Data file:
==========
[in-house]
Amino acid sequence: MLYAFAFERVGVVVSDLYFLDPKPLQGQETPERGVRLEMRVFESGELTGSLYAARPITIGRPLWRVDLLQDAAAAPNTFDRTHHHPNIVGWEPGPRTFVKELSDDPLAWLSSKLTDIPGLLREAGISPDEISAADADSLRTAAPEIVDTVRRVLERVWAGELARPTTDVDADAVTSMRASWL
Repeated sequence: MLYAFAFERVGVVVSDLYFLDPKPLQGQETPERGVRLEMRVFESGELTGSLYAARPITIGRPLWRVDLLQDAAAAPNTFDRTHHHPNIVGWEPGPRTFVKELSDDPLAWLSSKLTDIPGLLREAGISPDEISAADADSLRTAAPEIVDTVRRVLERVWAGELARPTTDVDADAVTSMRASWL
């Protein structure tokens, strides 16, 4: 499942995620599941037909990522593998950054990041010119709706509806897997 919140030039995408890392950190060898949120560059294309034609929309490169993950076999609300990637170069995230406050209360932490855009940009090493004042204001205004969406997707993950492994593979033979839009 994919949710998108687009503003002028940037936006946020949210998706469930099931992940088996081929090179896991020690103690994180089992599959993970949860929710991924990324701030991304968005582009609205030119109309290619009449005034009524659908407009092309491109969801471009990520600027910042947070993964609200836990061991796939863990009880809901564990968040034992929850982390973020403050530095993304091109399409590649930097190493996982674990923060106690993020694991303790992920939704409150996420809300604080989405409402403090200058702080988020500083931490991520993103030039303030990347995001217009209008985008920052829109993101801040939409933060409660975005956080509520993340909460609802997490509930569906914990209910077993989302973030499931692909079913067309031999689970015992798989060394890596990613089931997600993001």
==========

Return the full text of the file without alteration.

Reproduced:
[in-house]
Amino acid sequence: MLYAFAFERVGVVVSDLYFLDPKPLQGQETPERGVRLEMRVFESGELTGSLYAARPITIGRPLWRVDLLQDAAAAPNTFDRTHHHPNIVGWEPGPRTFVKELSDDPLAWLSSKLTDIPGLLREAGISPDEISAADADSLRTAAPEIVDTVRRVLERVWAGELARPTTDVDADAVTSMRASWL
Repeated sequence: MLYAFAFERVGVVVSDLYFLDPKPLQGQETPERGVRLEMRVFESGELTGSLYAARPITIGRPLWRVDLLQDAAAAPNTFDRTHHHPNIVGWEPGPRTFVKELSDDPLAWLSSKLTDIPGLLREAGISPDEISAADADSLRTAAPEIVDTVRRVLERVWAGELARPTTDVDADAVTSMRASWL
């Protein structure tokens, strides 16, 4: 499942995620599941037909990522593998950054990041010119709706509806897997 919140030039995408890392950190060898949120560059294309034609929309490169993950076999609300990637170069995230406050209360932490855009940009090493004042204001205004969406997707993950492994593979033979839009 994919949710998108687009503003002028940037936006946020949210998706469930099931992940088996081929090179896991020690103690994180089992599959993970949860929710991924990324701030991304968005582009609205030119109309290619009449005034009524659908407009092309491109969801471009990520600027910042947070993964609200836990061991796939863990009880809901564990968040034992929850982390973020403050530095993304091109399409590649930097190493996982674990923060106690993020694991303790992920939704409150996420809300604080989405409402403090200058702080988020500083931490991520993103030039303030990347995001217009209008985008920052829109993101801040939409933060409660975005956080509520993340909460609802997490509930569906914990209910077993989302973030499931692909079913067309031999689970015992798989060394890596990613089931997600993001």